A HARD working former Greenock hotel owner and publican is finally retiring after more than 40 years in the hospitality business.

During his four decades in the trade Robert McShane was behind the bar at the former Pamrosa Hotel, near the container terminal, the Waterfront Bar and the Carnock Bar.

Latterly he also ran a small B&B business in Patrick Street but now, at the age of 81, he has cooked his last breakfast and put the premises up for sale.

Widower Robert, who hails from Gibshill, worked in IBM as a material controller from 1965 until 1976.

He stumbled into the hotel trade by chance after seeing a newspaper notice advertising a 14-bedroom guesthouse for sale on the Isle of Man.

Robert, who was married to the late Rosalene, said: "We thought we'd have a go at it.

"We were both outgoing and Rosalene would talk to everyone and anyone.

Robert McShane and wife Rosalene McShane..

Robert McShane and wife Rosalene McShane..

"We'd just bought a house in Bawhirley Road and this guest house was half the price of it.

"So we sold our house and bought the B&B.

"We had it for two seasons, 1976 to 1978, in a time before people started going abroad."

That gave the couple the taste for the hospitality trade and many memorable times.

Robert McShane and wife Rosalene.

Robert McShane and wife Rosalene.

Robert says he'll never forget one afternoon when the couple feared that one of their guests had died.

He said: "We were sitting one afternoon having a break as most of the guests were out.

"We heard screaming from up the stairs someone cried 'he's dead!' - and naturally we thought one of our guests had died.

"We rushed up and spoke to the woman and asked 'who's dead?'

"She said: 'Elvis Presley'!"

The pair returned to Greenock and bought a house and converted it into a six-bedroom hotel near the container terminal, named Pamrosa after his daughter Pamela and wife.

Robert said: "We had guests from everywhere including lorry drivers who didn't have cabs to sleep in at the time.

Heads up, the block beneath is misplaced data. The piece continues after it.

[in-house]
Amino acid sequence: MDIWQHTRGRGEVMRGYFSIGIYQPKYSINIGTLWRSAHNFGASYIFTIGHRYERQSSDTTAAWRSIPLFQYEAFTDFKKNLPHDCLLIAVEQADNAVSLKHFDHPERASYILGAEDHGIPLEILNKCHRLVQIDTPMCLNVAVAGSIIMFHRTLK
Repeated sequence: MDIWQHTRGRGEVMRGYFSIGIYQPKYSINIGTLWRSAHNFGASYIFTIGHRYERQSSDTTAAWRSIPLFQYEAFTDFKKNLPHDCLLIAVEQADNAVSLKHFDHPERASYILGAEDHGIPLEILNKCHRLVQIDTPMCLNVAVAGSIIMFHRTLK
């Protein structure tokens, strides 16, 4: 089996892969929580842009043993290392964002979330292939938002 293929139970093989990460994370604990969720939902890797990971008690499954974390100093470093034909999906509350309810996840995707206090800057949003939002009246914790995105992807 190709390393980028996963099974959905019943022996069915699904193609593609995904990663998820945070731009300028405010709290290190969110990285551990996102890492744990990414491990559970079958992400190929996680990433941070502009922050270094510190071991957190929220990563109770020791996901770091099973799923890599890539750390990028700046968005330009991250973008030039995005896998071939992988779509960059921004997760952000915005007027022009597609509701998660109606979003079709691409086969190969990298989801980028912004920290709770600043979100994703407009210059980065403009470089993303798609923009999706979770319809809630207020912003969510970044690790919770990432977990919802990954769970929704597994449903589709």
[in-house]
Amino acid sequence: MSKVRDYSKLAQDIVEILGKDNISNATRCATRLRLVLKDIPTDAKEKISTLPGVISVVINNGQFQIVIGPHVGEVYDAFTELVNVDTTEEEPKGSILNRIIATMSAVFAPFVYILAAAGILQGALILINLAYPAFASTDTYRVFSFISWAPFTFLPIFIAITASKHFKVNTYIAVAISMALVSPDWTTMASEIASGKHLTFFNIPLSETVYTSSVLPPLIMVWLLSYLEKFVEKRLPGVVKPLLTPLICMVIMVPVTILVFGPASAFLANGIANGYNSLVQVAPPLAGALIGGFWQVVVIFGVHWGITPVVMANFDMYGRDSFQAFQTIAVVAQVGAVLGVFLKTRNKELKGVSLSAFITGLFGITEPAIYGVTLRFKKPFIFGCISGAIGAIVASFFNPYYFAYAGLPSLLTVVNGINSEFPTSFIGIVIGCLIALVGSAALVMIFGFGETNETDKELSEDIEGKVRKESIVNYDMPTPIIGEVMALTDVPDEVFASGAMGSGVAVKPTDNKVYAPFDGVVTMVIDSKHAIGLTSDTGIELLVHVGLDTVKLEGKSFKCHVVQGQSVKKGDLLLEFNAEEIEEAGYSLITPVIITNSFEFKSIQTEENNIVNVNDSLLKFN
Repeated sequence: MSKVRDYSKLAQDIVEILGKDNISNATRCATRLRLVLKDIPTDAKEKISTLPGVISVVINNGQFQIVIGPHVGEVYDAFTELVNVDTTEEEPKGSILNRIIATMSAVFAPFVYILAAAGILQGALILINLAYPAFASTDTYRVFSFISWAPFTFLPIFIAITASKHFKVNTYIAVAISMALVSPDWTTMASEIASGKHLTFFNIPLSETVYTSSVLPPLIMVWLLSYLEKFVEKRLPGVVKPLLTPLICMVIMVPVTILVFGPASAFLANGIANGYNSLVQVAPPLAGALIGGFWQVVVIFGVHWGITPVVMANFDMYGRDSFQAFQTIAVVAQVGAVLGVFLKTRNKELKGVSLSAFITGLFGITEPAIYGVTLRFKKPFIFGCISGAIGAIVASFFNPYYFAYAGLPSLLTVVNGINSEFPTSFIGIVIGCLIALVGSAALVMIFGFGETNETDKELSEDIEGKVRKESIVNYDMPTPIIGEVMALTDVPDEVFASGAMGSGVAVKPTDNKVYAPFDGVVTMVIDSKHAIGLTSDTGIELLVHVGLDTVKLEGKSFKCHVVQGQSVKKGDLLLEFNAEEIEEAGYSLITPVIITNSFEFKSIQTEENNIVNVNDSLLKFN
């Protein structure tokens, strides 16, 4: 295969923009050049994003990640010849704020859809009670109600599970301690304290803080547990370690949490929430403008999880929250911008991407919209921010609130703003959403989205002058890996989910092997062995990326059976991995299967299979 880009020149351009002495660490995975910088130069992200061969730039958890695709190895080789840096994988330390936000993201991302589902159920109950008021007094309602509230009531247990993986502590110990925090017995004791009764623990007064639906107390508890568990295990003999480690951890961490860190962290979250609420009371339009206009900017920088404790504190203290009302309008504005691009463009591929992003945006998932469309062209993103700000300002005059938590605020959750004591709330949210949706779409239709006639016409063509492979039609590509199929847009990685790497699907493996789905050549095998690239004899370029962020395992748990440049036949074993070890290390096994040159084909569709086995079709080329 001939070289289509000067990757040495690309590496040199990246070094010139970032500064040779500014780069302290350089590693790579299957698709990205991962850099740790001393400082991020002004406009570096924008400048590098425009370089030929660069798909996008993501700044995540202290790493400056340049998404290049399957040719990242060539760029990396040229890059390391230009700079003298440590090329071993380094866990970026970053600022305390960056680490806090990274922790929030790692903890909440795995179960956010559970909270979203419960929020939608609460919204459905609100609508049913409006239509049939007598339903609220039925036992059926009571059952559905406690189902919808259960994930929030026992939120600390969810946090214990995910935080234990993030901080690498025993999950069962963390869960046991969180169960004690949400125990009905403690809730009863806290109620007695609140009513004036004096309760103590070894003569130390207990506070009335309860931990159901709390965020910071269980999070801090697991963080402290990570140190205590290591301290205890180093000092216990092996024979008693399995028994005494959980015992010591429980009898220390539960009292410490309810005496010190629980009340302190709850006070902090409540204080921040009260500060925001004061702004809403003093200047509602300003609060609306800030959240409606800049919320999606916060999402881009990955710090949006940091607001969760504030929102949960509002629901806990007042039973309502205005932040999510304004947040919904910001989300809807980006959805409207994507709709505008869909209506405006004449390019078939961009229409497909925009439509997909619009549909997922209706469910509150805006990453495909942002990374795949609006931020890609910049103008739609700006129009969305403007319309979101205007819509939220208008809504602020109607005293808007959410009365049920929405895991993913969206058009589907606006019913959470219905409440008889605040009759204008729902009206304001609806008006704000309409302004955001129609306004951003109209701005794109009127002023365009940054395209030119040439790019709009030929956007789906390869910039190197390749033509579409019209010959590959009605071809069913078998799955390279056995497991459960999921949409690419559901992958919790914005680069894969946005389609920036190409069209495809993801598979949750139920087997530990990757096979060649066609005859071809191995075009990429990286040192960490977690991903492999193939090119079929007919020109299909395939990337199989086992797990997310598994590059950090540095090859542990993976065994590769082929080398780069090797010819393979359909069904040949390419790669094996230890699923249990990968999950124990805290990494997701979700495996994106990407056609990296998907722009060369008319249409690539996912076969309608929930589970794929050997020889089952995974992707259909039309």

"We were always busy because it was right next to the terminal.

"It was very popular."

Panto legends The Krankies even stayed at the Pamrosa.

Robert said: "They were performing at the Arts Guild and wee Jimmy came to the bar for a drink.

"I joked 'I'm not serving you, I saw you in your school uniform in the show!'.

"Blakey, the inspector from On The Buses also stayed with us.

"He was great fun and went into his character."

During this spell Robert snapped up the former Marine Bar at East India Harbour and renamed it The Waterfront.

Waterfront bar

Waterfront bar

Robert ran the pub for several years while Rosalene was in charge of the hotel.

Robert said these were boom times for the pub trade, especially when the Tall Ships Race visited town in the 90s.

He said: "We were opened from 8am in the morning until 3am the next between serving and taking in deliveries.

"It was a brilliant atmosphere.

"We took four months takings in three days."

But sadly during it was during that period that Rosalene started to become unwell.

The warning signs started when she was out driving one day and her foot jerked off the clutch and onto the accelerator and soon after that she developed a limp.

She was in the early stages of Motor Neurone Disease.

Robert said: "Eventually she couldn't walk and had to use a wheelchair, it was heartbreaking."

Diagnosed in 1993, Rosalene bore her illness bravely and went on to write a book about her life in aid of the MND charity.

Robert McShane and wife Rosalene.

Robert McShane and wife Rosalene.

After the couple sold the Pamrosa they took over the B&B in Patrick Street.

When Rosalene sadly passed away in 1999 Robert sold the Waterfront shortly afterwards.

He took over the Carnock for six years, alongside running the B&B.

Robert has four grown up children - Stephen and Gary live in Greenock, Jeffrey lives on the Isle of Man and Pamela stays in New Zealand.

The great-grandfather is a member of Ardgowan Bowling Club and says he feels the time is now right to retire following a tough year due to the pandemic.

Robert said: "I wouldn't fancy starting out in the business now with everything that has been going on, but it's been a great life in this trade.

"I got to meet so many people from all over the world.

"We had such good times."